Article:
The article adds that Trump's conduct "followed his prior efforts to subvert and obstruct the certification of the 2020 Presidential election," referring to his phone call earlier this month with Georgia Secretary of State Brad Raffensperger, where he pressured him to "find" enough votes to overturn the state's election results.
"In all this, President Trump gravely endangered the security of the United States and its institutions of Government," the article states. "He threatened the integrity of the democratic system, interfered with the peaceful transition of power, and imperiled a coequal branch of Government."
The article adds that he "betrayed his trust as President, to the manifest injury of the people of the United States."
"Donald John Trump thus warrants impeachment and trial, removal from office, and disqualification to hold and enjoy any office of honor, trust, or profit under the United States," it said.
The calls for Trump’s removal come after the president spoke at a rally Wednesday, telling supporters that he would "never concede," and repeated unsubstantiated claims that the election was "stolen" from him and that he won in a "landslide."
During Trump's remarks, he renewed pressure on Pence to swing the vote back toward himself. He claimed that Pence should decertify the results of the presidential election and send it "back to the states," claiming that if he did that, Trump would be president for another four years.
Trump’s remarks came ahead of a joint session of Congress to certify the results of the presidential election. As members of the House and Senate raised objections to certain electoral votes, both chambers called for a recess and left their chambers as pro-Trump protesters breached the Capitol building.
Washington Metro police said the security breach at the Capitol resulted in four deaths – including a woman who had been shot inside the building – and at least 70 arrests.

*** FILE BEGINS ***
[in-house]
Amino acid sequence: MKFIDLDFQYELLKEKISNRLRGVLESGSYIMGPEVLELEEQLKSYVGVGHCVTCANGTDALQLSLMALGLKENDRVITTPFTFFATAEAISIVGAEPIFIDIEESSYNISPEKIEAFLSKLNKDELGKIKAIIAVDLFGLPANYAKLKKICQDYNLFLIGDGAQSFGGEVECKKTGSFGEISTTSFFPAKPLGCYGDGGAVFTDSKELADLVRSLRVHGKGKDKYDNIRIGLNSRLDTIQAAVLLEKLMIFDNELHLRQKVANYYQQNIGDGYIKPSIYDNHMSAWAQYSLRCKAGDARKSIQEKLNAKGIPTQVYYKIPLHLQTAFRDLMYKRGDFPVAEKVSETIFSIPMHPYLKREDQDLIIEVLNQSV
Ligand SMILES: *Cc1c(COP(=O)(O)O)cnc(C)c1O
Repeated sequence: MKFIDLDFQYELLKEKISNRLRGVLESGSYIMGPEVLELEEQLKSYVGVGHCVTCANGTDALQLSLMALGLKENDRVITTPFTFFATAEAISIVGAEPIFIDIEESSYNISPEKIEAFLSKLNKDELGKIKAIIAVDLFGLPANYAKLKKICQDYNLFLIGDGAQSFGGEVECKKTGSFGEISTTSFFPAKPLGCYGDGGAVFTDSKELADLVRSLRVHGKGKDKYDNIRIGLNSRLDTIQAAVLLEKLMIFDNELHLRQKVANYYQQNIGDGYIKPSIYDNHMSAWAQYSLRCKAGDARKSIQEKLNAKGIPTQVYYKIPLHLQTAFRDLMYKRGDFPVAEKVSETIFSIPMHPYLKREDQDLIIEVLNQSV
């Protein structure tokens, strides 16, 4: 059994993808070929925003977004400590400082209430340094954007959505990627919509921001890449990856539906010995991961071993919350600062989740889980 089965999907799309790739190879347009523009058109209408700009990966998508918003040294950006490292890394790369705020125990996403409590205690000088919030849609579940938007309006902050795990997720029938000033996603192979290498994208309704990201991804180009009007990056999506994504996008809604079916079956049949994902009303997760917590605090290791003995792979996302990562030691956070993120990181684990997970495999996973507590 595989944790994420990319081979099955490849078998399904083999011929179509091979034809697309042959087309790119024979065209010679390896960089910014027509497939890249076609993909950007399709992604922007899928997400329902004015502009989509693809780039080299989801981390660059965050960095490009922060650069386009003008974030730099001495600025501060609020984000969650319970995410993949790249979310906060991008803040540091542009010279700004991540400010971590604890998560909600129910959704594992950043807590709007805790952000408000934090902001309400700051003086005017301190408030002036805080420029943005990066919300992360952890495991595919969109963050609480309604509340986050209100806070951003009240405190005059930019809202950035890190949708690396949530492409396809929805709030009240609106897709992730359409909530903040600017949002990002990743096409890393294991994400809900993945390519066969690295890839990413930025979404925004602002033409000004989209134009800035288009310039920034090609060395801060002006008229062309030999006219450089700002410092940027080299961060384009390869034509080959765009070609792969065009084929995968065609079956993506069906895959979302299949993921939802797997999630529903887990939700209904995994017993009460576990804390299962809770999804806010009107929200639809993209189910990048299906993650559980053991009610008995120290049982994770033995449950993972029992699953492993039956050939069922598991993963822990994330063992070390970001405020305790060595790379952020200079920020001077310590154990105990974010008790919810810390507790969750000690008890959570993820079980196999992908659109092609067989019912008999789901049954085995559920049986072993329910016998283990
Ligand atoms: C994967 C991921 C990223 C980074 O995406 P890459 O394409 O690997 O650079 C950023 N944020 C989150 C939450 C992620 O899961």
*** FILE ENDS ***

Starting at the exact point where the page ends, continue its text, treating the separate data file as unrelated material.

Congress later returned and certified the Electoral College vote early Thursday, in favor of President-elect Joe Biden.
White House deputy chief of staff Dan Scavino posted a statement from the president on Twitter early Thursday morning: "Even though I totally disagree with the outcome of the election, and the facts bear me out, nevertheless there will be an orderly transition on January 20th."
"I have always said we would continue our fight to ensure that only legal votes were counted," Trump said. "While this represents the end of the greatest first term in presidential history, it's only the beginning of our fight to Make America Great Again!"
Two sources say McCarthy, R-Calif., relayed the president’s sentiment on a call Monday with the House GOP Conference.
McCarthy, on the call Monday with Republicans, agreed that Trump bore blame for the unrest, which sent Congress into lockdown as they tried to certify the results of the 2020 presidential election last week.
The White House did not immediately respond to requests for comment.
The House voted to impeach Trump in December 2019, but the Senate acquitted him on both articles of impeachment – abuse of power and obstruction of Congress – in February 2020.
The House impeachment inquiry began after the president pressed Ukrainian President Volodymyr Zelensky during a phone call in July 2019 to look into Biden’s role pressing for the ouster of a Ukrainian prosecutor who had been investigating the founder of Burisma Holdings – a Ukrainian natural gas firm where his son, Hunter, sat on the board.
Trump's pressure campaign against Ukraine prompted a whistleblower complaint which resulted in the impeachment inquiry.
The president’s request came after millions in U.S. military aid to Ukraine had been frozen, which Democrats cited as a quid pro quo arrangement.
Fox News' Chad Pergram and Jacqui Heinrich contributed to this report.